[Mono-bugs] [Bug 25692] Changed - values being rounded by the runtime?

bugzilla-daemon@rocky.ximian.com bugzilla-daemon@rocky.ximian.com
3 Jun 2002 16:37:21 -0000

Please do not reply to this email- if you want to comment on the bug, go to the
URL shown below and enter your comments there.

Changed by lupus@ximian.com.


--- shadow/25692	Mon Jun  3 11:11:53 2002
+++ shadow/25692.tmp.16020	Mon Jun  3 12:37:21 2002
@@ -1,14 +1,14 @@
 Bug#: 25692
 Product: Mono/Runtime
 Version: unspecified
 OS: Red Hat 7.2
 OS Details: 
-Status: NEW   
+Status: ASSIGNED   
+Severity: Unknown
 Priority: Normal
 Component: misc
 AssignedTo: mono-bugs@ximian.com                            
 ReportedBy: ndrochak@gol.com               
 QAContact: mono-bugs@ximian.com
 TargetMilestone: ---
@@ -50,6 +50,34 @@
 Every darn time.
 Additional Information:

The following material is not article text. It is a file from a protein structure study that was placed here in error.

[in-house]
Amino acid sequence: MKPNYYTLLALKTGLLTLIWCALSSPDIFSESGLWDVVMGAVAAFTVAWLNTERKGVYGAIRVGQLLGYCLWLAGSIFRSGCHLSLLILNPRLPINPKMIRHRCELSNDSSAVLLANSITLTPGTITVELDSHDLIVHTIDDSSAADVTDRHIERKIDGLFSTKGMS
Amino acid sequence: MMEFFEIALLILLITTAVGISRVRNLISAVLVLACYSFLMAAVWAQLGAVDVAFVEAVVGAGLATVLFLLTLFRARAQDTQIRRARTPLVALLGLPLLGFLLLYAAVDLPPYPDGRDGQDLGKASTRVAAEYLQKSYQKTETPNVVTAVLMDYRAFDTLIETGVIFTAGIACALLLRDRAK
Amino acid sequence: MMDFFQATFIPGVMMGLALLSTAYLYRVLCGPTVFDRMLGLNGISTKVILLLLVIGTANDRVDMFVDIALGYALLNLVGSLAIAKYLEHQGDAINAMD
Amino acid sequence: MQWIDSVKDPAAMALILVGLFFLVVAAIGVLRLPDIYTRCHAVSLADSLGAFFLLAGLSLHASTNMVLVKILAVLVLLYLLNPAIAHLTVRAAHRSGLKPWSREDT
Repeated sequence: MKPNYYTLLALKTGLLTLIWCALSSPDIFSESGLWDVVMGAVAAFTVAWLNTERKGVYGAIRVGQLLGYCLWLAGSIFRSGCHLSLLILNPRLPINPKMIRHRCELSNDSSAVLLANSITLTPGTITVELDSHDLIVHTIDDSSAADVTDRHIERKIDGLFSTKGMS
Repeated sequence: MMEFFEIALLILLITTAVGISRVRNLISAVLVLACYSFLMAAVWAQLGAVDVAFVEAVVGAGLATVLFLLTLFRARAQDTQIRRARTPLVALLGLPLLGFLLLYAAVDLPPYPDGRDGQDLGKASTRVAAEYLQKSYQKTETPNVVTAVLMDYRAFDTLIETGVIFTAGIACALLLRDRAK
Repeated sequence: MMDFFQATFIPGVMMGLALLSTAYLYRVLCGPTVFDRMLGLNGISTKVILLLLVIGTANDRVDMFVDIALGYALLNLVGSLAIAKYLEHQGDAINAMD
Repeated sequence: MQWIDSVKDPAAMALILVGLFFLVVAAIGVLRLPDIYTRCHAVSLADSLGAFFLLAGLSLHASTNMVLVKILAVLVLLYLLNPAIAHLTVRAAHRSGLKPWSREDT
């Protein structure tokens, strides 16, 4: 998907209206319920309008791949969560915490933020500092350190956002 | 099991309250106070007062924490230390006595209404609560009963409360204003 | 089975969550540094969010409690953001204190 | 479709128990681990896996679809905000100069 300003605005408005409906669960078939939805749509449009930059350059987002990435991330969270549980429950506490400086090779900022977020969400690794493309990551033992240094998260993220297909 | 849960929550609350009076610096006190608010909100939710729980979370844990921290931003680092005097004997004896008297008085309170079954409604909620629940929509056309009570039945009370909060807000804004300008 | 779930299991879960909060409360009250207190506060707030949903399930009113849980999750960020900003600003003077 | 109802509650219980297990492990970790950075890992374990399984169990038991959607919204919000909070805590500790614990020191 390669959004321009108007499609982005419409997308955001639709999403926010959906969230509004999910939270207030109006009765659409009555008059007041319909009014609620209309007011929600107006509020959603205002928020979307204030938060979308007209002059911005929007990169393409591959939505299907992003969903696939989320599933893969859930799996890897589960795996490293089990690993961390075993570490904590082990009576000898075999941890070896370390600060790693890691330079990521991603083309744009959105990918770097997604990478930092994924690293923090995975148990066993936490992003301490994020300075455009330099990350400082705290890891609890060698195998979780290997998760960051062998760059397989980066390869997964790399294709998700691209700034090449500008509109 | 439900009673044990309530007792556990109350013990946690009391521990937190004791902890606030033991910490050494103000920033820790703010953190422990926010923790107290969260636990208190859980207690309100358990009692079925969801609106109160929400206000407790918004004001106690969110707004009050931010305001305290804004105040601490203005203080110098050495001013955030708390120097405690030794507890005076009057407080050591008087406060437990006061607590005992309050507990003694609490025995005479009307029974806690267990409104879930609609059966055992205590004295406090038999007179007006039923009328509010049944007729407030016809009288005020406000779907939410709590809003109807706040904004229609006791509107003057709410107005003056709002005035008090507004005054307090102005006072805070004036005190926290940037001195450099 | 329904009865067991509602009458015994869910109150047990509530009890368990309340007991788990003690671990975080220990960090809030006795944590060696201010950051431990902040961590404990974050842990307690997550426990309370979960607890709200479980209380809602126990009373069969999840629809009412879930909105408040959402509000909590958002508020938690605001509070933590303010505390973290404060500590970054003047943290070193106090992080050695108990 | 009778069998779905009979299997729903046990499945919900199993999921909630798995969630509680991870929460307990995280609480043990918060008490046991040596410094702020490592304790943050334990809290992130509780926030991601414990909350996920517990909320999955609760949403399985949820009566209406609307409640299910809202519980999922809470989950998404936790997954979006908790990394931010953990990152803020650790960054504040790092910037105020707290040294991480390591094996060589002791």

Class lib is pretty straight forward, but it might be there.  However, 
 I'm guessing runtime.
+------- Additional Comments From lupus@ximian.com  2002-06-03 12:37 -------
+The actual problem is in the compiler, though it's not against the spec.
+Not all the values that fit into a long can be represented precisely
+in a double, this means that two different longs may end up in the
+same double value representation.
+This happens in the Convert code when long.MinValue or MaxValue are
+compared with the value to convert, but both the min and max values
+are converted to the same double number (with loss of precision) and
+the test for overflow fails. We need to test for it in a different way.
+The underlying problem is also present in the ms runtime as this test
+will show:
+using System;
+class T {
+        static int Main() {                double max = long.MaxValue;
+                double min = long.MaxValue;
+                Console.WriteLine ("max: {0:R}, min: {1:R}", max, min);
+                if (min == max)
+                        return 1;
+                return 0;
+        }
+So, to recap: we need to test for the overflow condition in a
+different way to workarund the issue, because we are relying on
+basically undefined behaviour when a long is implicitly converted to a
+doubles (the same happens with an int and a float).